Aim : To study the efficacy and advantages of using fluorescent microscopy over conventional ZN method in lymph node aspirate to study AFB in suspected tuberculous lymphadenitis.

 

Objectives:

1.To study various cytomorphological features of lymph node aspirates in suspected tuberculous lymphadenitis and their association with detection of AFB on lymph node aspirate using conventional ZN stain under light microscopy and auramine-o stain under fluorescent microscopy. 

2.To correlate the fluorescent method with the conventional ZN method on lymph node aspirates for the detection of AFB in suspected tuberculous lymphadenitis.

 

Material and Methods

287 patients suspected clinically of having Tubercular lymphadenopathy referred for FNAC to the Department of Cytology from July 2014 to June 2015 were included in the study. Exclusion criteria were any lymphoid malignancy or metastasis, patients receiving anti-tubercular drugs and patient’s refusal to study. Relevant investigation details, such as hematology, chest radiogram, were reviewed in these patients. All the aspirates of  FNAC were processed for routine cytology, conventional ZN staining by direct microscopy and compared with the findings of the fluorescent method. A total of three or more smears were prepared from each of the FNAC aspirates: one alcohol-fixed wet smear stained by hematoxylin and eosin (H and E) for cytological examination, the second and third air-dried smear stained with ZN and AO stains, respectively for detection of mycobacteria. 

 

The following modified fluorescent staining procedure was implemented:

1.The heat-fixed smears were stained with the filtered Auramine-O mixture at 37°C for 15 minutes.

2.The slide was rinsed with de-iodinized water for 2 minutes.

3.Decolorization was performed with 0.5% hydrochloric acid in 70% ethanol for 2 minutes.

4.The slide was rinsed with deiodinized water for 2 minutes.

5.Counterstaining was performed with 0.5% aqueous potassium permanganate for 2 minutes.

6.The slide was rinsed with deiodinized water for 2 minutes, and air dried and examined under high power (×400) which was confirmed under oil immersion (×1000).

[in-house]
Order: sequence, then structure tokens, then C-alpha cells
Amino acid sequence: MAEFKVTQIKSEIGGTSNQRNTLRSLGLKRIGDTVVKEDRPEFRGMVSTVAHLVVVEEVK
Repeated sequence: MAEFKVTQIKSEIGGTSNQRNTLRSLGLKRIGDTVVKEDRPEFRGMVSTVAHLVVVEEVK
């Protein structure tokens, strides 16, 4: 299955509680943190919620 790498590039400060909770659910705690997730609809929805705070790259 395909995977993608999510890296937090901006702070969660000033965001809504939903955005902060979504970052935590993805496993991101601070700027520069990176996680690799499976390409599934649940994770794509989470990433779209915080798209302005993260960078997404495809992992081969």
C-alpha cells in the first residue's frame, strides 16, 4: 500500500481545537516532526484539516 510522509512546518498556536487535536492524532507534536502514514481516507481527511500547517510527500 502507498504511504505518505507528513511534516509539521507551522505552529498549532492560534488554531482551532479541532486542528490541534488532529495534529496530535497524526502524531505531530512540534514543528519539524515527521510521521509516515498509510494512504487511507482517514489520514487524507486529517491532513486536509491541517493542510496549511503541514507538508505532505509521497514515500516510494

The AFB appear as yellow to orange, slender, rod-shaped bacilli under fluorescent microscopy. Smears stained by the conventional ZN method, directly, were examined for AFB under oil immersion (×1000) using light microscopy. 

The data were processed using test of association (chi-square test).

 

Results

A total of 287 fine-needle aspirated specimens from lymph nodes were aspirated during the study. Of these, 232 specimens were evaluated and the remaining 55 were eliminated because seven aspirates identified malignancy and three were inadequate. A total of 20 patients were HIV positive. 

The age ranged from 2 to 65 years, with the mean age of 26.22 years.

Female preponderance was noted accounting for 62% (144/232) of cases with male for 38% (88/232). 

Among the 232  lymph nodes studied, aspirates were from cervical (n = 192), axillary (n = 22), inguinal (n = 8), abdominal (n = 6)and multiple sites (n = 4) groups. 

Fig 1 : relative proportion of different sites

On cytomorphology, the tuberculous lymph node, was diagnosed using the following criteria: (i) purulent with caseation; (ii) only caseation; (iii) caseation with epithelioid cells; and (iv) noncaseating with epithelioid cells. [9]   

Fig. 2 : cytomorphological distribution of the cases

Table 1: The comparison of the results of the fluorescent method and the conventional ZN method with routine cytology is emphasized

Cytomorphological picture

Total number

of cases

Percentage

(%)

AFB positive on

ZN method (%)

AFB positive on fluorescent method (%)

Epithelioid      granulomas with caseous necrosis

104

44.83

28.85(30/104)

65.38(68/104)

Epithelioid granulomas without necrosis

44

18.96

4.55(2/44)

22.73(10/44)

Caseation only

36

15.52

83.33(30/36)

94.44(34/36)

Purulent with caseation

48

20.69

41.67(20/48)

75.00(36/48)

total

232

100.00

35.34(82/232)

63.79(148/232)

Of the 116 aspirates, the smear positivity for AFB on the conventional ZN method was 35.34% (82/232) while the positivity increased to 63.79% (148/232) on the modified fluorescent method. The correlation between the conventional ZN method and the modified fluorescent method showed statistical significance (χ2= 18.7773, df = 1, P< 0.01).